by Jahangir Ahmed

Sir Muhammad Zafarullah Khan Chaudhry was born in Sialkot in the early spring of 1893 to a well-known landowning Jat family.  His father was a lawyer in his native city of Duska, district of Sialkot.

The young Zafarullah studied at Goverment College Lahore, obtained his degree in law from Kings College, London in 1924 and was called to the Bar at Lincoln’s Inn.

He later returned home and practised law in Sialkot and Lahore and in 1926 was elected to the Punjab Legislative Council. He continued to practise law until in 1931 he presided over a meeting of the All-India Muslim League in Delhi and spoke about the cause of Indian Muslims in his address. He also participated in the Round Table Conferences of 1930-1932.

Zafarullah Khan was at that time a member of the Executive Council of the Viceroy of India.  In 1947 he represented the Muslim League before the Radcliffe Boundary Commission where he was fearless in putting forward the Muslim case.

He also represented Pakistan at the United Nations General Assembly and his presentation of the Pakistani side of the Kashmir dispute in 1948 was responsible for the declaration of self-determination.  He also represented the Islamic world’s view during debates on the Palestinian issue.  His eloquent speeches in the UN Security Council in support of the independence of Libya, Somalia, Eritrea, Tunis, Morocco and Indonesia ensure his reputation as a great world statesman.

He served as Pakistan’s first Foreign Minister from 1948-1954 and represented the nation in the UN Security Council’s deliberations on the position of occupied Kashmir as well as in similar discussions on Northern Ireland, Eritrea, Sudan, Morocco and Indonesia.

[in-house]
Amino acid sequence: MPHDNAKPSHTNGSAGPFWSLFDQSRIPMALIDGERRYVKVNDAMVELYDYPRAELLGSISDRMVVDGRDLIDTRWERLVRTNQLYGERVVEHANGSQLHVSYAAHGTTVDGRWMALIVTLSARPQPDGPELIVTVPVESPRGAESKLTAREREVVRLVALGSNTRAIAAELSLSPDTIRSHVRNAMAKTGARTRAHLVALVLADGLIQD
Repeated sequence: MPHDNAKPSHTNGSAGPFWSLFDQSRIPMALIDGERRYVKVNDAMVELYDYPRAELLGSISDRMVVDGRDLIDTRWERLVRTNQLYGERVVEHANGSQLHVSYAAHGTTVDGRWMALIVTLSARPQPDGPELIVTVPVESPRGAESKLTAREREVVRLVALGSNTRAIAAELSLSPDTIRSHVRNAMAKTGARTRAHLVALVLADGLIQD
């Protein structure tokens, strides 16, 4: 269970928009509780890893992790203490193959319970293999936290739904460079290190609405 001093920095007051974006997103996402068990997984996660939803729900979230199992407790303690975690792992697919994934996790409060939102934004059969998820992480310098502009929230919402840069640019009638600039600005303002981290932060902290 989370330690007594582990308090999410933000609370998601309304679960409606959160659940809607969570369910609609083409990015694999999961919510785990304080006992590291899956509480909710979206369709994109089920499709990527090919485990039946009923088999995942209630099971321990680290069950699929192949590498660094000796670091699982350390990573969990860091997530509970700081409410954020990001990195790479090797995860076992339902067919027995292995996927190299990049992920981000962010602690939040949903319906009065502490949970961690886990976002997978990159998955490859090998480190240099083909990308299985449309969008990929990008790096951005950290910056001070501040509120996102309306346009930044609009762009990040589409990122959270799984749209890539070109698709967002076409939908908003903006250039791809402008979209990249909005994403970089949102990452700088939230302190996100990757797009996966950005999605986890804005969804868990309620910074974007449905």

In 1954 he was appointed a judge at the International Court of Justice in the Hague and remained at the same post until 1961.  He then became Pakistan’s permanent representative at the United Nations, a position which he held from 1961-1964, while continuing to preside over the United Nations General Assembly.

In a personal tribute to him, King Hussain of Jordon said “He was indeed a champion of the Arab cause and his ceaseless efforts whether among the Muslim and non-aligned countries or at the International Court of Justice will remain forever a shining example of a great man truly dedicated to our faith and civilisation.” (Review of Religions Sep/Oct 1986)

Others, including the Nawab of Mamdot and the fourth Prime Minister of Pakistan, Chaudhry Mohammed Ali, wrote of their admiration for his tireless work in presenting the Muslim case on the Kashmir dispute before the UN Security Council and in persuading representatives from around the world, and particularly from India, that the only solution to the Kashmir dispute would be to decide in accordance with the will of the people.

After living in England from 1973-1983, Zafarullah Khan returned to Pakistan where he died in Lahore on 1st September 1985.  He was a great speaker, a true intellectual  who served Pakistan very well and who will be remembered with affection by the people of Pakistan as well as by the international community.

Those of us who are Pakistani and love our homeland, should follow his example.  We should not build up false differences between our nation and our communities overseas who are also Pakistani.  We should not judge any of the people of Pakistan on the basis of colour, race or religion.  There are those, who perhaps have their own agenda, who are at present causing great damage to our nation and to the worldwide reputation of Pakistan. We are all fellow citizens of this great country and every one of us should be given equal rights, opportunities and access to the path that leads to personal success because out of personal success we achieve national success, something that should be the birthright of every one of us.

Image: Muhammad Zafarullah Khan at the United Nations,  Pakistan’s admission to membership in the United Nations. 30 September 1947, Flushing Meadows, New York.